Putin hits strategic targets

According to the Russian government’s spokesman, the latest volley of missiles fired at Ukrainian cities targeted “decision-making centres”.

Truer words have never been spoken. After all, shoppers in malls do decide what to buy. Residents of apartment blocks decide whether to walk up or take the lift. Kindergarten pupils decide whether to play tag or hide and seek.

Hitting such strategically vital installations has to downgrade the Ukraine’s military capability no end. If not, people are likely to bandy about such words as “savagery”, “barbarity”, “fascism”, even “Third World War”, and that won’t do, will it?

Putin’s actions can only be properly understood in the context of the street gangs that self-admittedly shaped his personality (“I was a common street thug,” was Putin’s nostalgic recollection of his youth), with the KGB then adding the finishing touches.

His speeches abound in references to that formative experience: “You should always hit first”, “Don’t make threats – if you pull out a gun, shoot”, “We’ll whack them in the shithouse” and so on. More important, Putin’s actions spring from the same inspiration.

Having had to deal with Russian street thugs in my youth, I recognise the pattern of gradual escalation favoured by Putin. The Putins of my youth would approach a boy from a decent family and ask for a trifling amount of money, say 20 kopecks.

If the boy meekly handed the coin over, they’d ask for a rouble. And so forth, one demand at a time: “Can you spare these gloves?”, “You don’t really need this hat, do you?” If the boy demurred, then came the clincher: “Oh yeah? So what are you gonna do about it?”

Before the poor chap knew it, he became first the thugs’ mark, then their bitch. The rest of his youth would be spent in fear, sneaking in and out of the house, always looking over his shoulder, asking his parents to accompany him to school.

Braver souls knew there was only one way to respond to the first demand to prevent follow-ups: a punch on the nose. A brawl would ensue, and the mark would win even if he lost. Bullies seldom want to fight; they are out to intimidate. Faced with staunch resistance, they’ll look elsewhere.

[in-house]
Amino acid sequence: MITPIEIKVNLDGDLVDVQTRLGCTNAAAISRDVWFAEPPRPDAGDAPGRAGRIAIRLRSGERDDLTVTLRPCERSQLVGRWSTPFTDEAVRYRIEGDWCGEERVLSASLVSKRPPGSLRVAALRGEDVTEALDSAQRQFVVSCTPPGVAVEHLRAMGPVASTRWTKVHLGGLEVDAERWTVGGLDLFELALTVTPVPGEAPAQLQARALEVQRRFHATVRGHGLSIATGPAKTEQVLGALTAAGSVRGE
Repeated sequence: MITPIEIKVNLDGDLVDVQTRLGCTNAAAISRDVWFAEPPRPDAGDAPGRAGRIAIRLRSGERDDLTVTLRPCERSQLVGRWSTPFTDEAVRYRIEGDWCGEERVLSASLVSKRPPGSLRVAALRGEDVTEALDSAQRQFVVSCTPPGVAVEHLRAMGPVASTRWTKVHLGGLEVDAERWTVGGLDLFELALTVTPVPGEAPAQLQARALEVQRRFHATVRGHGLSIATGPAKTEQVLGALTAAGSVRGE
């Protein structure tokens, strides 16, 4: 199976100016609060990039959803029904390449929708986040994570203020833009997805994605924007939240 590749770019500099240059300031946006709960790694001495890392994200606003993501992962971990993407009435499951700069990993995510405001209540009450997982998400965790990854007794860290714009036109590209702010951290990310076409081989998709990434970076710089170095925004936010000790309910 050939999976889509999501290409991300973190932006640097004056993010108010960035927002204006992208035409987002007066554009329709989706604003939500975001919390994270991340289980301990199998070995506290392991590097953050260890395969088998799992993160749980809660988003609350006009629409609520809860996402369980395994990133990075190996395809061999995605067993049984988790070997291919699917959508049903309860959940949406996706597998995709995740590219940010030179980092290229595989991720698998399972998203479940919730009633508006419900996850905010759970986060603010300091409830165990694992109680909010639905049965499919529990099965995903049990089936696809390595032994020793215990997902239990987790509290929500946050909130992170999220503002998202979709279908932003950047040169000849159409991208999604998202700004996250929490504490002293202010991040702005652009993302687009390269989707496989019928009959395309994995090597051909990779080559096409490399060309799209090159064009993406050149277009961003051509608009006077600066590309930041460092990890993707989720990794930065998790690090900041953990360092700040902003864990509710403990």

Over the past 20 years, the street thug in the Kremlin has been escalating his banditry in incremental steps: Chechnya, Georgia, the Ukraine, Syria, the Ukraine again. In parallel, he’d commit acts of anti-Western terrorism that in the past would each have been seen as a casus belli: a cyber attack on US elections, the murder of Litvinenko with a nuclear weapon in London, the attack with military-grade chemicals in Salisbury.

And each time the thug asked the West, that boy from a good family, the same sacramental question he learned in his youth: “So what are you gonna do about it?”

In reply, Putin got expressions of concern, serious concern and grave concern, accompanied by reductions in defence budgets. Nothing to fear, in other words. Oh well, it was clear the boy was a wimp. That punch on the nose never came. Putin was emboldened.

Heroic Ukrainian soldiers, outnumbered and outgunned but never outfought, are paying for the West’s cowardice and stupidity with their blood. The same cost is exacted from peaceful Ukrainian civilians, who also have to throw in their murdered children, raped wives, destroyed and looted houses, devastated infrastructure, dwindling food supplies – everything that was their normal lives.

The recent blood-curdling attacks on the shopping mall in Kremenchug and civilian targets in Kiev were timed to coincide with the G7 conference in Bavaria and the Nato conference in Madrid. That was Putin’s way of asking that same lapidary question, hoping that the wimp would cower yet again.

The West has responded by increasing seven-fold, to 300,000, the number of troops on high alert in Europe, or rather stating the intention to do so at some time in the near future. Promises to increase arms supplies to the Ukraine were also reiterated, but with all the usual provisos: no rockets or artillery with enough range to hit Russian territory, no risk of humiliating Putin – and certainly nothing that could possibly provoke an attack on a Nato country.

At the same time, calls, nay demands, for Zelensky to agree to peace negotiations are becoming more persistent and shrill. Just give Putin Donetsk and Lugansk provinces, and he’ll be happy. A capitulation would be even better, but we dare not ask. Not yet anyway.

After all, for all his belligerent talk, Putin secretly yearns for peace. Doesn’t he? Of course, he does. After all, as a particularly cretinous hack opined in The Standard, if Putin continues the war, the electorate will punish him at the polls.